ISSUE 7, October 2003
Editorial
William Hogarth: Portrait of a Mason-Artist
Travel: Here's to your health
Letters
Royal Masonic School for Girls: Looking to the future
Masonic VC Winners
Quarterly Communication: Address of the Pro Grand Master and Report of the Board of General Purposes
Masonic education: Major conferences programme
Masonic charities: Lifeboats and Prostate cancer and Bowel cancer and Subsidiary funds and Grand Charity meeting
Library & Museum of Freemasonry: Sword's link with Gustavus Adolphus
Gardening
Book reviews

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Star Letter
Thanks for the memory
Waterloo Lodge No. 3472 has a list of widows and dependants of past members including a Miss Lois Lang-Sims, the only surviving daughter of Past Master Lt Col. Lang-Sims.
     Lois recently lost her residence at a home for professional ladies, mainly through the house and land being sold for redevelopment. About 20 elderly ladies lost their homes.
     Luckily, the RMBI came to the rescue, and through the sterling efforts of Rita Sparkes at Shannon Court, Hindhead, Lois was given another home, and is worth indicating the good work of the RMBI and the staff at the homes maintained by them.
     But my letter is prompted by the article in MQ Issue No 5 on p52 about the apron made from a handkerchief at the siege of Ladysmith, as one of our senior members drew my attention to a chapter in our Lodge booklet entitled 'The First Hundred Meetings' of Waterloo Lodge. An item read:
     In the following year (about 1922) Bro. Lt. Col. J.H. Lang-Sims was installed. After the ceremony a guest, W Bro. Dr. W. Hammond PGD, Grand
     Librarian, rose and stated that he had some information that should be of interest to the Craft generally and the Waterloo Lodge in particular.
     It concerned the newly installed Master who, during the Boer War 1899-1901, was an officer in the Manchester Regiment and was besieged in Ladysmith. He had been initiated into Masonry but owing to the exigency of Army service had not proceeded to his second and third degree.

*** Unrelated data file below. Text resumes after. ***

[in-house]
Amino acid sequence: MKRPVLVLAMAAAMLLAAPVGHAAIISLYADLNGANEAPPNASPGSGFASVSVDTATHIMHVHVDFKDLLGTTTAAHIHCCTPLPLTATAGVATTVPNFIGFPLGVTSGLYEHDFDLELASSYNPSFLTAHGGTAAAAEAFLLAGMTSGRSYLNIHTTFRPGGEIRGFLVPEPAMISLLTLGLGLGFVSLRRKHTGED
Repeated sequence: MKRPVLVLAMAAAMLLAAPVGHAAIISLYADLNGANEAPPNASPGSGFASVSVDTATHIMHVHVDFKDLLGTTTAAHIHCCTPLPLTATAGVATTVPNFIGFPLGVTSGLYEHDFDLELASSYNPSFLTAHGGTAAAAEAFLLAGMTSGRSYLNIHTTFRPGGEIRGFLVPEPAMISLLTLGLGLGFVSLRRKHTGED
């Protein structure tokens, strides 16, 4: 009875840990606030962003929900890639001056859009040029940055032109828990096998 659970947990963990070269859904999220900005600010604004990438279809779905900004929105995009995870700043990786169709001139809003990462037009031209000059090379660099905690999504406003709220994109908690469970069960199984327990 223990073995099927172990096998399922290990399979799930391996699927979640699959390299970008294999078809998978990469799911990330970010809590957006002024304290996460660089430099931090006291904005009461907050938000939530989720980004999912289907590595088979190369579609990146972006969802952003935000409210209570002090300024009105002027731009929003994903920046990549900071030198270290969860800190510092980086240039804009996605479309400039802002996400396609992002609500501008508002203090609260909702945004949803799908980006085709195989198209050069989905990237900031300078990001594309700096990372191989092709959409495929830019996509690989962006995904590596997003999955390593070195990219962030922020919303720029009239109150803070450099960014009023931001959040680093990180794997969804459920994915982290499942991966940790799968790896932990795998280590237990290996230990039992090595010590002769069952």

During the siege a Masonic Lodge met in the principal hotel in Ladysmith and there Bro. Lang-Sims was passed and raised. Very little Masonic regalia was available, so the apron used was made from a cambric handkerchief.
     It was the correct size and styling and together with a summons for the meeting has been lodged in the museum at Freemasons' Hall where it is treasured as the Historic Ladysmith Apron. This the Grand Librarian produced for the inspection of the brethren.
     As can be seen, Lois Lang-Sims bridges the time span through her father back to the Boer War. She is the author of a number of books including one of her experiences travelling through Tibet.
     We have shown Lois copies of MQ, the chapter in our booklet, together with photos, and one can only imagine the pleasure this brought to her. Roy Elsey, Wallington, Surrey
Encouraging undergraduates
I am secretary of a university Lodge, and from one of our recent candidates for initiation I learned that his interest in the Craft had been prompted by his headmaster, who also attended the ceremony.
     Present on that day, too, was the proud father of another candidate. I imagine there are many brethren out there whose sons are about to come up to university.
     Most, if not all universities, have their own Lodges and now, by dispensation, initiation may take place under the age of 21 years. Might I suggest such fathers try to encourage their sons to make enquiries about university Lodges?
     Geoffrey Bourne-Taylor, Oxford
Tenerife welcome
Many thanks for publishing the invitation from the WM of Logia Ave Fenix No.73 in Tenerife.
     On a recent visit to the island I attended a very enjoyable Lodge of Instruction evening with the brethren of the Lodge in their unique Temple in Los Cristianos.
     Visiting other Lodges and receiving visitors into your own Lodge is one of the most important parts of Freemasonry. I will be returning later in the year, and look forward to paying Logia Ave Fenix another visit. I would recommend anyone holidaying in Tenerife to do the same.
     Steve Burns, Thorpe Bay, Essex
A Kiwi's thanks
I recently visited London and Grand Lodge. I wish to express my thanks to the brethren and staff of the Grand Lodge Museum and Library, and especially to the Worshipful Master, officers and brethren of La Belle Sauvage Lodge No. 3095.
     Should any brethren visit New Zealand, I can assure them of similar hospitality at Alexandra Lodge No. 1188.
     William Newton, Hamilton 2001, New Zealand
Thank you to readers
I would like to thank all those who responded to my letter in the January issue of MQ regarding information about Masonic halls. The response to my letter has been truly Masonic.
     Not only have I received many photographs but also summonses, magazines, small booklets on the history of a Lodge or Lodges, and a beautiful hardback book with some fantastic pictures.
     Can I say a big 'thank you' to all the Brethren who responded to my letter, and wish them all well.
     Kenneth Garner, Warrington, Cheshire

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